By Gabrielle Kanik
For the Mitzpeh

For almost one-fifth of the students on campus, Tuesday meant the end of the Passover holiday. This year, Passover began at sundown Monday, April 10 and ended Tuesday, April 18 with a traditional last meal, which sometimes includes celebrating the messiah. Ways to celebrate the last meal vary as beliefs about the messiah are a subject of debate among the different sects of Judaism.

The word “messiah” is an anglicization of the Latin word “Messias” which is a translation from the Hebrew word mashiach which means “the Anointed [King].” The word has a lot of history, but the post-biblical concept says a descendant of David will restore the kingdom of Israel. As such, a last meal is celebrated.

Chabad held a Mystical Mashiach Meal at Chabad at the Beis Menachem Chabad Jewish Student Center in College Park at 7 p.m. Tuesday. As Tuesday was the last night of Passover, the last meal was literally called “the messiah’s meal.”

According to Charles Manekin, a professor of philosophy and director of the Joseph and Rebecca Meyerhoff Center of Jewish Studies, the meal is based on a Chabad custom that claims the Ba’al Shem Tov, the founder of the Hasidic sect, called the last meal of Passover “the messiah’s meal.”

“That’s the claim of Chabad, and they are the only Jewish sect that has the custom, and to my knowledge, the only people who attribute a messiah’s meal to the Ba’al Shem Tov,” said Manekin. “Other Jews have a final meal for other reasons.”

The Ba’al Shem Tov was a Jewish rabbi who lived in the eighteenth century and revolutionized Jewish thought through his teachings. He held that the purity of intent should be valued over achievement, and everyone could serve God through prayer.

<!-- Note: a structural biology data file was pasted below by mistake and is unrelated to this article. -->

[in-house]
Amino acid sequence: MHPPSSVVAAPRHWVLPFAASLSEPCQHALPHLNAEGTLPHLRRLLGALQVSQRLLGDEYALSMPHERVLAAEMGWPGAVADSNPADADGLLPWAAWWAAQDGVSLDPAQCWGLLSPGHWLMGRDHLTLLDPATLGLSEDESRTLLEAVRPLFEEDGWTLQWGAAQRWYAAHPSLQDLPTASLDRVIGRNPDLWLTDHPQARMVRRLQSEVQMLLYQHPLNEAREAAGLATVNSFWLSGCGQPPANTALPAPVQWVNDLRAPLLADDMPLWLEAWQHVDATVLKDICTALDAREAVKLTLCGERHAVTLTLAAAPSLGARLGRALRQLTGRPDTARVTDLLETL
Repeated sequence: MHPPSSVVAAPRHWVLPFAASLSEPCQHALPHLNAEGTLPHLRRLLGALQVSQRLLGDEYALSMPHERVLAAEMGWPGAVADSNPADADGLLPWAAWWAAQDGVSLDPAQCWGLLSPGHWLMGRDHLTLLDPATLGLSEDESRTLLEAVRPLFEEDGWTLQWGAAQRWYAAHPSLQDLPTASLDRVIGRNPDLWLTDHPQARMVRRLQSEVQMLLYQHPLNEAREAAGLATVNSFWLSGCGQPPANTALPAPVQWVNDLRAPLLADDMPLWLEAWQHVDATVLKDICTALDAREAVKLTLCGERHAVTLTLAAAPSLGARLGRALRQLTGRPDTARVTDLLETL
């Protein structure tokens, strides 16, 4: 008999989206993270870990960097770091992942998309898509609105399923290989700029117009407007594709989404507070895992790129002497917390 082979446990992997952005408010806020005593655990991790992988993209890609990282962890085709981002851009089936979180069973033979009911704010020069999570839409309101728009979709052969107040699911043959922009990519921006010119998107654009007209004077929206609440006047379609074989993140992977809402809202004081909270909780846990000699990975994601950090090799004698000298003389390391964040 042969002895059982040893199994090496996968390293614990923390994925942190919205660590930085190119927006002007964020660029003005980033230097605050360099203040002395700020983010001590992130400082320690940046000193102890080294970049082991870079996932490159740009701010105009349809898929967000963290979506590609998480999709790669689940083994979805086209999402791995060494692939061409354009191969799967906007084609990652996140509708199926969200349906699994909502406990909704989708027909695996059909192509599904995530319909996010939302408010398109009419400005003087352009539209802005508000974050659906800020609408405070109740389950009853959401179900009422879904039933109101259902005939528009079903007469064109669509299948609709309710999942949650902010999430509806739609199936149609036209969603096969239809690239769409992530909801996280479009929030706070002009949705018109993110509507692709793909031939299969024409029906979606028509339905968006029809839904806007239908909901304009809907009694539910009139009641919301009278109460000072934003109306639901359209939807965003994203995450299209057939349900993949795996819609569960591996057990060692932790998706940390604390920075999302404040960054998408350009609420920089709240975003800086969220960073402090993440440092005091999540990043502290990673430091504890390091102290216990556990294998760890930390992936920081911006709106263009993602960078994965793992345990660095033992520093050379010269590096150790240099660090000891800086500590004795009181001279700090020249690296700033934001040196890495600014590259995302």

Rabbi Eli Backman mentioned this teacher extensively throughout the meal, giving a background on why everyone outside of Israel celebrates the eight days of Passover instead of a traditional seven. The seventh day of Passover commemorates the final exodus from Egypt, during which God parted the Red Sea so the Israelites could escape the pursuing Egyptians. The eighth, however, day sets up the rest of the year to prepare oneself for the messiah.

Between talks, participants sang in Hebrew before Backman asked students if they had any reflections.

Zev Kaplowitz, a senior math major, talked about his upcoming trip to Israel following graduation, and his subsequent plans of joining the army. He asked questions about choice and freedom, to which the rabbi replied a person is not free completely to make their own choices in the army but he is allowed to make a choice because of a messiah.

Electronic devices and taking notes were forbidden during the meal, but even with an atmosphere students aren’t accustomed to, the table showed full attendance. The rabbi’s entire family attended, along with half a dozen students from this university. Not everyone was able to stay due to classes and homework.. The atmosphere was upbeat, however, even after 8:30 p.m. as the celebration of Passover came to an end.


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